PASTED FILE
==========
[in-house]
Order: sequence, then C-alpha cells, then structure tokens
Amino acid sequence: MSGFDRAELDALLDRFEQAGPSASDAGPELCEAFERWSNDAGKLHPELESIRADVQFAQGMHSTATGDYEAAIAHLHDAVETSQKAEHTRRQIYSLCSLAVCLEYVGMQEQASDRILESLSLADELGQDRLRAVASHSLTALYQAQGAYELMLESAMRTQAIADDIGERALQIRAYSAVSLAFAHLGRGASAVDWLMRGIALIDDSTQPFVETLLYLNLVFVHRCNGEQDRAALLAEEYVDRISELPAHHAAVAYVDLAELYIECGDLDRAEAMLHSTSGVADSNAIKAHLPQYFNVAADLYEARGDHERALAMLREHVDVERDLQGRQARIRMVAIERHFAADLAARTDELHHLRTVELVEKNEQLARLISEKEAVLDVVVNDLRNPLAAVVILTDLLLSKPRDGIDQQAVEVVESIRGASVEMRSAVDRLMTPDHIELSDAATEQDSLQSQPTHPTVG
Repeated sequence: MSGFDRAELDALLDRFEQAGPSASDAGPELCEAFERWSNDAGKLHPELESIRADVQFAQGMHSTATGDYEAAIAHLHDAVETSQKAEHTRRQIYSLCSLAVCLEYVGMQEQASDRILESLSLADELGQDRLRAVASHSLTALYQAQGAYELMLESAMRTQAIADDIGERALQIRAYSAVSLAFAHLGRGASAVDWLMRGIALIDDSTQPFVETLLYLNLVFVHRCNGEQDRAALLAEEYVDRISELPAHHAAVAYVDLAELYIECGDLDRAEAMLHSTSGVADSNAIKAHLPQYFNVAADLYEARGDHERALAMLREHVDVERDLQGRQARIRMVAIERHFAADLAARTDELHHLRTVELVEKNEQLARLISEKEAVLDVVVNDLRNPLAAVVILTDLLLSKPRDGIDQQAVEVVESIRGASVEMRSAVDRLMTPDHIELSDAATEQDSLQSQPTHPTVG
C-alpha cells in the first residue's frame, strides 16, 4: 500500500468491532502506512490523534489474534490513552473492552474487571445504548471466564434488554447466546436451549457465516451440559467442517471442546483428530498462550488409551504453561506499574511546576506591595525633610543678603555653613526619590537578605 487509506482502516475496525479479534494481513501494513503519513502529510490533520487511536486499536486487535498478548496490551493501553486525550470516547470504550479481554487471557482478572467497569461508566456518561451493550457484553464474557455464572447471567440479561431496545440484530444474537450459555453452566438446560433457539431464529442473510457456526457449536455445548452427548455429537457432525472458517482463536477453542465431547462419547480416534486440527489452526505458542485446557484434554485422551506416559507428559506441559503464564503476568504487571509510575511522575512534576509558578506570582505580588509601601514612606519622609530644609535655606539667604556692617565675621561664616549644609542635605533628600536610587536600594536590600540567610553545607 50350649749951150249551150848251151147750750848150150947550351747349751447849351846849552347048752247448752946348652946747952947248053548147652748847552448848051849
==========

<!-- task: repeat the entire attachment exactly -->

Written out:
[in-house]
Order: sequence, then C-alpha cells, then structure tokens
Amino acid sequence: MSGFDRAELDALLDRFEQAGPSASDAGPELCEAFERWSNDAGKLHPELESIRADVQFAQGMHSTATGDYEAAIAHLHDAVETSQKAEHTRRQIYSLCSLAVCLEYVGMQEQASDRILESLSLADELGQDRLRAVASHSLTALYQAQGAYELMLESAMRTQAIADDIGERALQIRAYSAVSLAFAHLGRGASAVDWLMRGIALIDDSTQPFVETLLYLNLVFVHRCNGEQDRAALLAEEYVDRISELPAHHAAVAYVDLAELYIECGDLDRAEAMLHSTSGVADSNAIKAHLPQYFNVAADLYEARGDHERALAMLREHVDVERDLQGRQARIRMVAIERHFAADLAARTDELHHLRTVELVEKNEQLARLISEKEAVLDVVVNDLRNPLAAVVILTDLLLSKPRDGIDQQAVEVVESIRGASVEMRSAVDRLMTPDHIELSDAATEQDSLQSQPTHPTVG
Repeated sequence: MSGFDRAELDALLDRFEQAGPSASDAGPELCEAFERWSNDAGKLHPELESIRADVQFAQGMHSTATGDYEAAIAHLHDAVETSQKAEHTRRQIYSLCSLAVCLEYVGMQEQASDRILESLSLADELGQDRLRAVASHSLTALYQAQGAYELMLESAMRTQAIADDIGERALQIRAYSAVSLAFAHLGRGASAVDWLMRGIALIDDSTQPFVETLLYLNLVFVHRCNGEQDRAALLAEEYVDRISELPAHHAAVAYVDLAELYIECGDLDRAEAMLHSTSGVADSNAIKAHLPQYFNVAADLYEARGDHERALAMLREHVDVERDLQGRQARIRMVAIERHFAADLAARTDELHHLRTVELVEKNEQLARLISEKEAVLDVVVNDLRNPLAAVVILTDLLLSKPRDGIDQQAVEVVESIRGASVEMRSAVDRLMTPDHIELSDAATEQDSLQSQPTHPTVG
C-alpha cells in the first residue's frame, strides 16, 4: 500500500468491532502506512490523534489474534490513552473492552474487571445504548471466564434488554447466546436451549457465516451440559467442517471442546483428530498462550488409551504453561506499574511546576506591595525633610543678603555653613526619590537578605 487509506482502516475496525479479534494481513501494513503519513502529510490533520487511536486499536486487535498478548496490551493501553486525550470516547470504550479481554487471557482478572467497569461508566456518561451493550457484553464474557455464572447471567440479561431496545440484530444474537450459555453452566438446560433457539431464529442473510457456526457449536455445548452427548455429537457432525472458517482463536477453542465431547462419547480416534486440527489452526505458542485446557484434554485422551506416559507428559506441559503464564503476568504487571509510575511522575512534576509558578506570582505580588509601601514612606519622609530644609535655606539667604556692617565675621561664616549644609542635605533628600536610587536600594536590600540567610553545607 50350649749951150249551150848251151147750750848150150947550351747349751447849351846849552347048752247448752946348652946747952947248053548147652748847552448848051849